SFOpera - The Color of Love

The Color of Love

My principal preoccupation when I began to work on The Barber of Seville was that, in seeing the performance, one would enjoy the brilliant music of Rossini, from where this theatrical project was born. The scenery materializes with the music of the overture, emerging from the obscurity, the vacuum, the void. I conceived the opera as a fragile jigsaw puzzle in which each scene is presented like a sketch,forming a series of mosaics, united by that frenetic poetic rhythm of the music, which pulses along the entire length of the opera.

Although the period of the drama is not reflected in an explicit manner, all the scenography refers to the eighteenth century, when the antiquated ideas of the ancien régime gave way to the Enlightenment, thereby planting the seed for the revolution of the middle class. This moment of instability led me to conceive of the work as an ingenious “organized madness,” in that everything is moving, nothing is sure—including the scenery, which forms and transforms constantly in front of the audience. In that sense, I wanted to differentiate clearly the world of the people anchored in the past and that of those who are trying to find their own liberty. Like Rosina, who introduces notes of color into the action with her rebelliousness. The vitality, bustle, and spontaneity of the Andalusian “street people” with their dance songs and their flamenco-inspired body language are evoked throughout the entire opera.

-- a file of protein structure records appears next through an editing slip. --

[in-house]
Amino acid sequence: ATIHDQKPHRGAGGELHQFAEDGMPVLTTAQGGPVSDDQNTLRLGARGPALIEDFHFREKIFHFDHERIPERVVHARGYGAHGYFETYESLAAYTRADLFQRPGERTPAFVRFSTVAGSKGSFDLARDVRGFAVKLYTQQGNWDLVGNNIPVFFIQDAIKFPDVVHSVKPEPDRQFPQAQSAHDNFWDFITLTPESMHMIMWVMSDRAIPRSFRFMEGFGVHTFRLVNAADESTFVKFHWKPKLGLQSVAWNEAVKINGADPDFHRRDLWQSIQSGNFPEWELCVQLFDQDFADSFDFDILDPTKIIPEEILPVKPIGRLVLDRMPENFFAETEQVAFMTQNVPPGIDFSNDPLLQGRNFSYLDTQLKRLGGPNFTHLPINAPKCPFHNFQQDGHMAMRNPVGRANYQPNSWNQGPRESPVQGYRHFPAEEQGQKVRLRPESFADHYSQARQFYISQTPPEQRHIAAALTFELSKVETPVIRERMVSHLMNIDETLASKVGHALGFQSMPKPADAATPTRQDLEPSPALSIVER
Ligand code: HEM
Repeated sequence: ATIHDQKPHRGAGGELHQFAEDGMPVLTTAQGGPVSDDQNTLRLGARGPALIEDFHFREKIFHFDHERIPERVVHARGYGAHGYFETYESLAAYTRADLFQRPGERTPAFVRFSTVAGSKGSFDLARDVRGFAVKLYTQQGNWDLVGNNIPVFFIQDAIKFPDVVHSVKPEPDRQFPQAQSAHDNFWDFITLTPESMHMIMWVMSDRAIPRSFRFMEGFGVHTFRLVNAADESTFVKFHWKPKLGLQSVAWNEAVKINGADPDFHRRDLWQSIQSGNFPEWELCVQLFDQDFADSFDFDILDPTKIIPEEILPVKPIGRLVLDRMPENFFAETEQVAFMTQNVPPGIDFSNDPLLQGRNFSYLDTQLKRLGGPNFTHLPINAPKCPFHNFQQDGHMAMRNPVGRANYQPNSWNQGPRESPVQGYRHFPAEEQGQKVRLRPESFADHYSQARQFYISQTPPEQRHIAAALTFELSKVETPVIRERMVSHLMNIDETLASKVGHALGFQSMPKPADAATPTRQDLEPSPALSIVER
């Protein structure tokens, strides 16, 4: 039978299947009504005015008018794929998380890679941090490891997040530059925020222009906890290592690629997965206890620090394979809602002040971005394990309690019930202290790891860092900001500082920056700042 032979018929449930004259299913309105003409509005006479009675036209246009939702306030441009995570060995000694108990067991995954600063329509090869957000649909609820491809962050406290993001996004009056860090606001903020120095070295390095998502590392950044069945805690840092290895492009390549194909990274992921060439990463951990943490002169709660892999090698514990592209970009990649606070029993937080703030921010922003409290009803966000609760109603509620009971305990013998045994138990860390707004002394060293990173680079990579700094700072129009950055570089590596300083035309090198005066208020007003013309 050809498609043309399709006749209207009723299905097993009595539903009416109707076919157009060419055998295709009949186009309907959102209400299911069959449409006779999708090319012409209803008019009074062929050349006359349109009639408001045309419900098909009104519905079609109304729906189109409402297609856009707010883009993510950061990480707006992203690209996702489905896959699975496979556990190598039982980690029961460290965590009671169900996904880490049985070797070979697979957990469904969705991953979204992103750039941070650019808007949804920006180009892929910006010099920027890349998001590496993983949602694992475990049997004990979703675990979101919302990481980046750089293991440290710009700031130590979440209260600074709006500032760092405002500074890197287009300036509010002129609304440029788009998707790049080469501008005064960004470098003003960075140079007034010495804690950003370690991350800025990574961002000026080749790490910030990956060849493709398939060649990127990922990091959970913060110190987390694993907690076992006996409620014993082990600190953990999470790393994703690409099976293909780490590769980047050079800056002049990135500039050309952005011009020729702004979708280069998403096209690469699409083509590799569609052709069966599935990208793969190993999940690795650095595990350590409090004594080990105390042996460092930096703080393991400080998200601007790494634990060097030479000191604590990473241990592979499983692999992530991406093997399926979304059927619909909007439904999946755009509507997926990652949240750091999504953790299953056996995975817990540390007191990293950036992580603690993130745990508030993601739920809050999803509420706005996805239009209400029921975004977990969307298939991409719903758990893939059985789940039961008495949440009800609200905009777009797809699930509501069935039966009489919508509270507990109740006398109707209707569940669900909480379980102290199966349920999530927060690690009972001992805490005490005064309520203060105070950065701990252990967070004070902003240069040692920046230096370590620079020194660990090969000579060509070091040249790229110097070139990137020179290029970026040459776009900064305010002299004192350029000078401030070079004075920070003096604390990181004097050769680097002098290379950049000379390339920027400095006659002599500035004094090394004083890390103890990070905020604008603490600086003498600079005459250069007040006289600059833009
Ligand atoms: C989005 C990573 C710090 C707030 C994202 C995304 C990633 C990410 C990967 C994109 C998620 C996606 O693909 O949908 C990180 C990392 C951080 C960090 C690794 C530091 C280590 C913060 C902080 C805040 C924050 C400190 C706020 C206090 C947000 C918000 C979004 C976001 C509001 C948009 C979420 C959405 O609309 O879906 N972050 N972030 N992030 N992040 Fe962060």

The triumph of love gives way to a progressive emergence of colors in fabrics and flowers right up to the grand finale. The happy lovers go off in a luxurious modern coach in the manner of a fairy-tale carriage, symbolizing the fragility of the liberty that is dreamt of and the actual fragility of love.

The Barber of Pesaro